But Quantum of Solace is still a great James Bond thrill ride, even as the 22nd film in the series continues to push the 007 franchise in a more adult direction where martinis don't matter and ironic one-liners are as outdated as Moonraker's special effects.
Meanwhile, Daniel Craig continues to humanize the role in such a dramatically different and brutally realistic way that the distance between him and Bonds past has reached the point of no return. Gone are the fantastical life-and-death battles in which Bond emerges with nary a scratch on his body, sporting a tuxedo that remains department-store clean and pressed.
This Bond for the 21st century is scarred physically and emotionally from his almost super-human efforts for country and Queen, and you believe there are layers to his psyche that will continue to define him in the movies to come.
Quantum of Solace isn't so much a sequel to Casino Royale as it is a continuation of it, as it picks up quickly after the first film ended with Bond's capture of Mr. White, a member of the uber-secretive Quantum organization.
As Bond races down an Italian mountainside with Mr. White locked in the trunk of his car, he is pursued by nefarious Quantum agents in a dazzling car chase.
Bond gets Mr. White to a hidden location to be interrogated, but Quantum proves itself to be more resourceful and dangerous than Bond or M (Judi Dench) anticipated.
And so Bond is off in pursuit of a traitorous agent, and later Dominic Greene (Mathieu Amalric), the murderous chairman of the eco group Greene Planet, who is also a member of Quantum. Greene is making plans with a Bolivian general to stage a coup d'etat in exchange for barren land. Accompanying Bond through much of the film is Greene's ex, Camille (Olga Kurylenko), who wants to avenge her family's murders by killing the Bolivian general.
There's little chemistry between Craig and Kurylenko, but much of that is by design, as both of their characters are too busy making plans for revenge. (In keeping with the Casino Royale continuity, Bond is still trying to track down the Quantum member responsible for the death of his former lover, Vesper Lynd.)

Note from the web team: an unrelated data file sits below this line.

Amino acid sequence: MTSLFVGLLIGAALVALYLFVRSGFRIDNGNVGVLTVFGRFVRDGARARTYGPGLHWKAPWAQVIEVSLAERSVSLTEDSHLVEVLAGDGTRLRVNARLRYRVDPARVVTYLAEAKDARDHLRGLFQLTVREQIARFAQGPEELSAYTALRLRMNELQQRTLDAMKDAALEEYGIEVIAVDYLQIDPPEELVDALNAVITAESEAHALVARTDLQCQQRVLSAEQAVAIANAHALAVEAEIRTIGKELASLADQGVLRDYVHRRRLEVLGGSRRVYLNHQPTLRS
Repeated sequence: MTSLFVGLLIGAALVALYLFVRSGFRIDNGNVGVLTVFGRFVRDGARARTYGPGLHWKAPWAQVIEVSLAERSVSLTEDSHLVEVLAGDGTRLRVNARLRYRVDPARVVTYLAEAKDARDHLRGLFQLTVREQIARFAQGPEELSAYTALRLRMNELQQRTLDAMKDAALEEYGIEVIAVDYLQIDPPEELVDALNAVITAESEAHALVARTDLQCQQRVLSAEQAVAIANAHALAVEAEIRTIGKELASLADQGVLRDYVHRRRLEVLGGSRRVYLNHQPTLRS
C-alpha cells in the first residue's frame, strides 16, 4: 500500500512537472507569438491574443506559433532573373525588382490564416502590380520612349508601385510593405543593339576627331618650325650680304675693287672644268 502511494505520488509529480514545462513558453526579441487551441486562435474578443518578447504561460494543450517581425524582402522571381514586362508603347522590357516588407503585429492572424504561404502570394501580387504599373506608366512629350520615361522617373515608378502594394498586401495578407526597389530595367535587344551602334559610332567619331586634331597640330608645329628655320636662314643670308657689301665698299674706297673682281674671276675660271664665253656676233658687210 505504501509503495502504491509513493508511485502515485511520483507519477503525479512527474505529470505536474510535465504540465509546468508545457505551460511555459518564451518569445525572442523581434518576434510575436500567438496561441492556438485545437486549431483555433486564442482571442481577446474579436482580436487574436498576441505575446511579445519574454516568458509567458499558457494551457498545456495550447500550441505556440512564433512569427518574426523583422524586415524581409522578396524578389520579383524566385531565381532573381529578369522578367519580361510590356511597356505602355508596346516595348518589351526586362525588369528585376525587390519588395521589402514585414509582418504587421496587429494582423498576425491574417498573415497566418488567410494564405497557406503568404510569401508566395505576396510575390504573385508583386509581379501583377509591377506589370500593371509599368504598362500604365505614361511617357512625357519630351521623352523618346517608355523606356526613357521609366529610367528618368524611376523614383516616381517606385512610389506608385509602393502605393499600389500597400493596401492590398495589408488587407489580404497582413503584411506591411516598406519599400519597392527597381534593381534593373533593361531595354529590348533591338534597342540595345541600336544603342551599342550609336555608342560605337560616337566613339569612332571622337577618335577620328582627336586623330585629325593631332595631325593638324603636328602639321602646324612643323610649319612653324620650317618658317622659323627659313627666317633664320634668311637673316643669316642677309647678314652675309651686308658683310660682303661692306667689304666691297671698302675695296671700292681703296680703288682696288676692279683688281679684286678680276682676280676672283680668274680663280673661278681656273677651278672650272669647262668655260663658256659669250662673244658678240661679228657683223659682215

As the Quantum of Solace plot unfolds, the Quantum organization - rather than an individual - emerges as the latest larger-than-life Bond nemesis. But this isn't a group 007 single-handedly defeats with a cunning scheme in a secret volcanic base; Quantum is much more sophisticated, powerful, and near-omnipresent to be eliminated in such short order. And that's what makes the new James Bond series more effective and engaging than most of the other films in the series. Part of what makes a great movie hero is having an equally great movie villain. First-time Bond director Marc Forster (Monster's Ball, Stranger Than Fiction) is clearly game to exploit that.
But having such an amorphous foe with tentacles stretched worldwide also means the film occasionally is bogged down with the necessary explanatory dialogue and scenes to clue audiences in to its thick plot.
Consider that the price paid to have a signature release of substance and style.
Contact Kirk Baird at firstname.lastname@example.org or 419-724-6734.
Guidelines: Please keep your comments smart and civil. Don't attack other readers personally, and keep your language decent. Comments that violate these standards, or our privacy statement or visitor's agreement, are subject to being removed and commenters are subject to being banned. To post comments, you must be a registered user on toledoblade.com. To find out more, please visit the FAQ.